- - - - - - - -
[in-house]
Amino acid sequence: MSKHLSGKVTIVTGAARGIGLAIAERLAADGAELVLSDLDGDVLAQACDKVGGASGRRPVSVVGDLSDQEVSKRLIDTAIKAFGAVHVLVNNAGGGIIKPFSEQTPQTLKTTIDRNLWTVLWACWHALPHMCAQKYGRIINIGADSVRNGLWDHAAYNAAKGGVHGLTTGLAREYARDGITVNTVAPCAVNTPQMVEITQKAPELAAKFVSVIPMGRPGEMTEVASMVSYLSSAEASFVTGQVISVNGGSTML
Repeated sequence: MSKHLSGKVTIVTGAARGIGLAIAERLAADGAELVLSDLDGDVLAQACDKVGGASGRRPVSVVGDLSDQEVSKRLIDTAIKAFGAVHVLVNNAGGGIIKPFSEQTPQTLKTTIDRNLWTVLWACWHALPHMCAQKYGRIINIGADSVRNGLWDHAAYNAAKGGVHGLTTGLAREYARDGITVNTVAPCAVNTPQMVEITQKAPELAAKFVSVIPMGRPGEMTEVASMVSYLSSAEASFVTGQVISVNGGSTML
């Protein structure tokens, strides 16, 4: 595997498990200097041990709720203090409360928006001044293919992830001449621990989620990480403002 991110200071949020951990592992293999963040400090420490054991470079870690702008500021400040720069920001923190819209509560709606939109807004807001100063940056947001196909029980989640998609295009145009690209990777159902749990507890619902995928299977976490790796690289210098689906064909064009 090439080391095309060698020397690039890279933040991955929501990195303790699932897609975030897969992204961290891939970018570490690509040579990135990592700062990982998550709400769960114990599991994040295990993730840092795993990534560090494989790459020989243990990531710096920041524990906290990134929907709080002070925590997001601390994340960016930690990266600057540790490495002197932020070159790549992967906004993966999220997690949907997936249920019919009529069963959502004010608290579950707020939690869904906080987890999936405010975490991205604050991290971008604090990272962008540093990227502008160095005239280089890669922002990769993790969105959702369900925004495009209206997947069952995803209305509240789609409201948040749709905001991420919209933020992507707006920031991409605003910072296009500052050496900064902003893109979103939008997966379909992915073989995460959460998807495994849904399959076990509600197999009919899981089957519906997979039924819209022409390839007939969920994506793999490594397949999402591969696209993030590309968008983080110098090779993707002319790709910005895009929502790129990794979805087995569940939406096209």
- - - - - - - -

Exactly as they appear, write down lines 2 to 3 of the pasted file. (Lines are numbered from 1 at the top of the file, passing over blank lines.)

Amino acid sequence: MSKHLSGKVTIVTGAARGIGLAIAERLAADGAELVLSDLDGDVLAQACDKVGGASGRRPVSVVGDLSDQEVSKRLIDTAIKAFGAVHVLVNNAGGGIIKPFSEQTPQTLKTTIDRNLWTVLWACWHALPHMCAQKYGRIINIGADSVRNGLWDHAAYNAAKGGVHGLTTGLAREYARDGITVNTVAPCAVNTPQMVEITQKAPELAAKFVSVIPMGRPGEMTEVASMVSYLSSAEASFVTGQVISVNGGSTML
Repeated sequence: MSKHLSGKVTIVTGAARGIGLAIAERLAADGAELVLSDLDGDVLAQACDKVGGASGRRPVSVVGDLSDQEVSKRLIDTAIKAFGAVHVLVNNAGGGIIKPFSEQTPQTLKTTIDRNLWTVLWACWHALPHMCAQKYGRIINIGADSVRNGLWDHAAYNAAKGGVHGLTTGLAREYARDGITVNTVAPCAVNTPQMVEITQKAPELAAKFVSVIPMGRPGEMTEVASMVSYLSSAEASFVTGQVISVNGGSTML